Discussion of time travel centered around the ideas in Stross's "Palimpsest". Lots of fun, especially John Cramer's mention of a theory he proposed for sending information back in time using quantum mechanical entanglement that some colleagues of his are attempting to test. He doesn't think the universe will allow it, but no one he's consulted about it has yet come up with a good reason why it won't work.
Wait. Whaddaya mean Paul Bunyan was created by a frelling ad agency?!? I loved the Paul Bunyan stories when I was a kid. Bozhe moi!
There was plenty of good stuff in the panel, but that's what I'll always remember about it—my innocence lost.
This was actually a huge discussion group (eleven panelists) and it proved that 60 minutes is way too short a time to even scratch the surface of World War I. There was lots of interesting stuff discussed in that hour, though. And they never even mentioned the air war.
This was a screening of an abridged version of a longer documentary on text adventure games called Get Lamp. There's some fascinating stuff in here. When I got my first Commodore 64 in 1984, the first piece of software I bought for it was Zork I (Flight Simulator 2 was the second), and I bought a lot more text adventures in the years that followed, including the granddaddy if them all, Adventure. (It turns out the cave in Adventure is actually based on a real cavern, although apparently there are fewer puzzles and no maze in the real cave.) It was text adventures that started the computer gaming industry in the early 80's, but by 1990 they were mostly a footnote commercially. Infocom only existed for ten years.
Fortunately, new games continue to be written, mostly as amateur efforts. I even played a few after Casual Gameplay ran a competition recently. (One of the winners, Andrew Plotkin, was both in the film and at the screening.)
10:00 — Surprised by Ploy.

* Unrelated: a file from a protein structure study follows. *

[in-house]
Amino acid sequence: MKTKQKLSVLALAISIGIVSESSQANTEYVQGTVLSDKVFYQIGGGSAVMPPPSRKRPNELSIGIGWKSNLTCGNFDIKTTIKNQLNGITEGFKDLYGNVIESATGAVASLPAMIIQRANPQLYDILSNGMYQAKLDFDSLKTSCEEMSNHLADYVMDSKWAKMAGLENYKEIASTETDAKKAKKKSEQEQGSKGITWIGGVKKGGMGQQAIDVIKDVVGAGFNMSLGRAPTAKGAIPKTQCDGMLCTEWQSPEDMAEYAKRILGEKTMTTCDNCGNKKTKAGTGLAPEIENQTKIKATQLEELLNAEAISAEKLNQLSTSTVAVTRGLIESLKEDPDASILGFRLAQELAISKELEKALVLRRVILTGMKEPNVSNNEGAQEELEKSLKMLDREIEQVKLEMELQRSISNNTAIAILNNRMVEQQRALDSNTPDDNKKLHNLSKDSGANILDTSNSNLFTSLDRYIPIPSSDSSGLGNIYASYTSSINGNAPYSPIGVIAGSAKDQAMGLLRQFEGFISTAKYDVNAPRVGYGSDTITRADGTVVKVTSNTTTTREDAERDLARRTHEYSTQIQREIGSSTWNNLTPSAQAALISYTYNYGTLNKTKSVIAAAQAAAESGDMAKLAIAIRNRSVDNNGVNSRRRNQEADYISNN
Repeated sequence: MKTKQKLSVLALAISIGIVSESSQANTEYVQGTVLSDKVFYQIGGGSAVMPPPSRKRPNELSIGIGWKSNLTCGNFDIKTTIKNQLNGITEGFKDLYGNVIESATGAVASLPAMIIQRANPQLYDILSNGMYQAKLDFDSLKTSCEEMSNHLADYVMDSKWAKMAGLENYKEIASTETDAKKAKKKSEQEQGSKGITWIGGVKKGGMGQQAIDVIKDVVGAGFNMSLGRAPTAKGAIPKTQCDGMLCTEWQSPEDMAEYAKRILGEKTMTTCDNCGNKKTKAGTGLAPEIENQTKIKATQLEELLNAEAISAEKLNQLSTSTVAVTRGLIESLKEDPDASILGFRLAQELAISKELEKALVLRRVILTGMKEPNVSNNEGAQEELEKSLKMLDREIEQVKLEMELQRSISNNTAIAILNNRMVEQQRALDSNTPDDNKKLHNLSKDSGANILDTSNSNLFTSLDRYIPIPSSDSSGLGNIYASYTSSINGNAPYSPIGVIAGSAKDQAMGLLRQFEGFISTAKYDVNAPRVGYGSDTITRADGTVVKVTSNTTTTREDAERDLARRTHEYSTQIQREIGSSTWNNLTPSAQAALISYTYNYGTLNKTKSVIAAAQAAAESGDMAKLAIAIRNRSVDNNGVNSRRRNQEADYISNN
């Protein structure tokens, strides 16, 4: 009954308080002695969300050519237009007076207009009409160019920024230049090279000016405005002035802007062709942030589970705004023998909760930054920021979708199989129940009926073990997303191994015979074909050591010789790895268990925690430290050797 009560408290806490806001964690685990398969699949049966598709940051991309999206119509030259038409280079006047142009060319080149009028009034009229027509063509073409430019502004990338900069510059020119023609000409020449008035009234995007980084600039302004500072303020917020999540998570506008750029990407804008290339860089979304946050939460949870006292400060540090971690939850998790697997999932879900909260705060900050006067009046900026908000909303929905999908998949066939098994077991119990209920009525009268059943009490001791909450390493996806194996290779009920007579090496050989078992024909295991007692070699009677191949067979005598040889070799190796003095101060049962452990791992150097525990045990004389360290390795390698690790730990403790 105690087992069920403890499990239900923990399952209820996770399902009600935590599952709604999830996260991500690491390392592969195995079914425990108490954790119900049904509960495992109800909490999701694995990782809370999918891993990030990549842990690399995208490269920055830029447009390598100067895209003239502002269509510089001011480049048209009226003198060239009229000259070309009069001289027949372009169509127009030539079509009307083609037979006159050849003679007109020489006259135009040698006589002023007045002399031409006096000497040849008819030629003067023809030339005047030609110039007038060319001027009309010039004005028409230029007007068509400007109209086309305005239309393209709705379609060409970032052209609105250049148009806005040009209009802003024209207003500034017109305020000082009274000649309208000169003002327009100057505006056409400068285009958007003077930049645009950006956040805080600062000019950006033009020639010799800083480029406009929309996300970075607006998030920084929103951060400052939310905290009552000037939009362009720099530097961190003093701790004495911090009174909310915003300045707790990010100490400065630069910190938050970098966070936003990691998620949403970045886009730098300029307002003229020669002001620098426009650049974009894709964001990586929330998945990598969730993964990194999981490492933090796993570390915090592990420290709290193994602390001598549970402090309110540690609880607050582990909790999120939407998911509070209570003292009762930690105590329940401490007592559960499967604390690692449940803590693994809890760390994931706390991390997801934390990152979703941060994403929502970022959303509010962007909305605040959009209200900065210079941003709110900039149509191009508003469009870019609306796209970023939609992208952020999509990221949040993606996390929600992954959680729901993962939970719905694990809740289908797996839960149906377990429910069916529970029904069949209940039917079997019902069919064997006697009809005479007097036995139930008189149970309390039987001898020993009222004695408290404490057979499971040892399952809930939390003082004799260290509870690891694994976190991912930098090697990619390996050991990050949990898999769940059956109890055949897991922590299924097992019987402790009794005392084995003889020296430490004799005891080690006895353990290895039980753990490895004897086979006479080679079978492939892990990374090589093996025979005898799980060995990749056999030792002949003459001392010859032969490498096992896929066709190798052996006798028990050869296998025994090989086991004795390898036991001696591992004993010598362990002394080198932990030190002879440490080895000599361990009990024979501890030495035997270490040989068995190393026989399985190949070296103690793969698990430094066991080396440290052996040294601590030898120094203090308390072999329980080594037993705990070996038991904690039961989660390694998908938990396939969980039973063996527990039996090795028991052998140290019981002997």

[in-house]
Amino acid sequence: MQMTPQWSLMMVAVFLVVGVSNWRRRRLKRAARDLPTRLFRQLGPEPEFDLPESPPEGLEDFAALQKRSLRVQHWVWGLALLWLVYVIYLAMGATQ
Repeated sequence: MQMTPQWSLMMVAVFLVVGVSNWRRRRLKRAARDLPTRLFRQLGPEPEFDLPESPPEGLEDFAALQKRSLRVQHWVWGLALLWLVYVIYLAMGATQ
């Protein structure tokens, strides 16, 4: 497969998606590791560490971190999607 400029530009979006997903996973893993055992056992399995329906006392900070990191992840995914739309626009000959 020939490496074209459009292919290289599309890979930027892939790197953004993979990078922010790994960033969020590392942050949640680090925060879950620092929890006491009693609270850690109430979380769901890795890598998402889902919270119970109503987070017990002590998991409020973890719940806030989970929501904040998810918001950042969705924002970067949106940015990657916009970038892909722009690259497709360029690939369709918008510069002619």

A discussion about how best to use surprise in a story, and how to set a surprise up. (Elaine Isaak noted that if one writes a surprise at the end of the book, it's certainly alright to go back and add the necessary foreshadowing.) Many of the examples were from movies—
This was fun, especially for those of us with affection for the serial comma. We have a strong ally in Chip Delaney, who noted that one usually learns punctuation by the end of second or third grade*, and we carry that with us for the rest of our lives such that any other way of punctuating just looks WRONG and illiterate. Or as he later said, "When did I become an old fuddy duddy?"
Punctuation is less elaborate these days. The semicolon is disappearing, as are many commas. Delaney quoted Jacques Barzun, that if an error is made many times it eventually becomes an accepted part of the language, but you also lose some nuance.
There was a lot of good information on usage of various forms—ellipses and dashes to indicate trailing off or breaking off sentences in dialogue, respectively. Using a period to end a sentence that contains a question, but does not conclude with an interrogative inflection (something I'd always wondered about).
Barry Malzberg mentioned that one problem that SF writers from the fifties have in terms of being read and remembered these days is that most (with the exception of Alfred Bester) were better at writing short stories than writing novels**, and short stories tend not to be remembered as well as novels.
I haven't read much of Sturgeon. I need to change that.
Actually, he read "Mind Rot," a short story about cannibal robot zombies in space. Neat!
A talk by Jack McDevitt with kibbitzing from Tom Easton, mostly McDevitt saying what you must avoid with Easton following with "not necessarily...." Straight forward advice and much fun listening to the two of them playing Abbott and Costello.
There were a few times that I couldn't find anything I was really interested in going to, but as usual, mileage varies. One thing I noticed was the number of movie based talks and panels (two on Avatar and one on District 9), something Readercon doesn't usually do. I scored a nice collection of Murray Leinster stories from the NEFSA booth for half price since it was apparently flawed. Looks fine to me, except for the black remainders mark. I also dropped some cash at the Used Book Superstore in downtown Burlington.
I managed to get in a couple of good, albeit sweaty, bike rides Saturday and Sunday morning on the Minuteman bike trail from Bedford to Arlington Center and back. I also did a little exploring on the new-to-me Bedford Narrow Gauge Rail Trail***, which starts right across the street from the end of the Minuteman****. The rail trail is only paved for a little way, but the gravel portion was firm enough to be manageable on my narrow tires. Next year maybe I'll put the fat tires on the Univega and bring it with me instead of the Fuji.
I also came across a great barbeque joint on Rt. 3A, a little north of the Used Book Superstore, Lester's Roadside BBQ. Terrific pulled pork and smoked brisket.